West Kern Water District implements water shortage response plan
Midway Driller Editor
The West Kern Water District is asking people to curtail their water use to help cope with California's drought and the very real possibility that the district will get no water this year from the California Department of Water Resources to recharge the underground waterbank that provides the Westside's water.
The WKWD Board voted 5-0 to go to level 1 in the district's water shortage response plan.
There will be no cutbacks in delivery and no mandatory restrictions but the district is asking its customers to cut back by 15 percent.
It's strictly voluntary.
Most of the district's water is delivered to industrial customers – the oilfields and three power plants – but the district isn't looking for cuts there, at least yet.
"I would be very surprised to see our (industrial) customers reduce the demand there because there are no penalties," General Manager Harry Starkey said..
Instead, the district will be running a campaign to encourage residential users to cut back.
"I am confident we can reduce on the residential side," he said.
The district will continue with water conservations already in place, including successful programs to provide vouchers to people who purchase water saving toilets and washing machines.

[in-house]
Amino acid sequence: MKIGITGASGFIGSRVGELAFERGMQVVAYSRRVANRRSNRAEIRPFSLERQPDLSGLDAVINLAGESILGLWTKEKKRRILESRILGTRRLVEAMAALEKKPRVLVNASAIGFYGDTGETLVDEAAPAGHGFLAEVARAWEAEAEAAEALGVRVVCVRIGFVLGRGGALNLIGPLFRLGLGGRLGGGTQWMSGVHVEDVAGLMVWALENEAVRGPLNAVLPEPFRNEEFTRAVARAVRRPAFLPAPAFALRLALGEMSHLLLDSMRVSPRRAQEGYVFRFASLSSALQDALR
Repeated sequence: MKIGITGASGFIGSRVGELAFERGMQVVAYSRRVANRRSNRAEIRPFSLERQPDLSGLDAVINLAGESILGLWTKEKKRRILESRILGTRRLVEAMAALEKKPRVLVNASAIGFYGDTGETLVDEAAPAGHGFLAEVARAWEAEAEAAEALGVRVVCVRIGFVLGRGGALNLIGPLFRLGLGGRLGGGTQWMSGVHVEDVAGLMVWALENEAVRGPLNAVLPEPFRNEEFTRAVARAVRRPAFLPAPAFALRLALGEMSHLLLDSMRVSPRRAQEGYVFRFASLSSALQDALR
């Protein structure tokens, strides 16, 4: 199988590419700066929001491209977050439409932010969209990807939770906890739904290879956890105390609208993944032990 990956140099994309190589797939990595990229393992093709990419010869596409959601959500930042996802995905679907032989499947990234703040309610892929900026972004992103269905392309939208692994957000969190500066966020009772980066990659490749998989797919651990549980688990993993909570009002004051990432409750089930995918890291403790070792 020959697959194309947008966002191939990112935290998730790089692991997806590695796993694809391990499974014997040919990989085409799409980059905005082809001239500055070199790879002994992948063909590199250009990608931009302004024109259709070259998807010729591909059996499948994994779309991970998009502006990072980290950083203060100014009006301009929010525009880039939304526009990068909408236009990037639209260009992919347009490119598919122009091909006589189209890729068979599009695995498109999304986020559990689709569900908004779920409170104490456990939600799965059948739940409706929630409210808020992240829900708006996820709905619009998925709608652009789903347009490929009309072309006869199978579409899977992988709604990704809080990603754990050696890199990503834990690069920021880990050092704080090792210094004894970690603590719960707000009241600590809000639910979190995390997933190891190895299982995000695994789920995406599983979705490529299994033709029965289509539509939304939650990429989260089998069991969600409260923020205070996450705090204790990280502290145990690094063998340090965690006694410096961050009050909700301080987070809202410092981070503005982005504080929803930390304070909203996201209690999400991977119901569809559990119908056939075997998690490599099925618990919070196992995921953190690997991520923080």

It's also going to start a public awareness campaign.
Starkey and administrative assistant Deann Gregory discussed several options with the board, including the use of billboards, mailers, door hangers, reminders on water bills and even painting a message on a large tank at Station A , located just off Highway 119 at Golf Course Road.
Another possible way to save water could come from using water from the city's wastewater treatment plant to provide irrigation to West Side District Cemetery and the Franklin Field recreation areas. But that would still entail another level of filtration for the water, Starkey said.
The decision to put the Water Shortage Response Plan in to action comes as the state moves deeper and deeper into the water year with little prospect of getting more than a fraction its water allocation. Even with a series of storms moving through the state, Starkey said the most optimistic studies predict only 13 percent of normal water deliveries.
Even a "normal" water year next year would give the district 35 percent of its allocation, Starkey added.
That was more than enough for the board.
"I think the conditions warrant a level one," Board President David Wells said.
Still, Taft is in much better shape that other areas of the state.
This week Pismo Beach became the latest city on the central coast to seek water usage reductions, and it may get worse elsewhere.
Starkey said some communities could be looking at mandatory cuts in water delivery to preserve water for health and safety.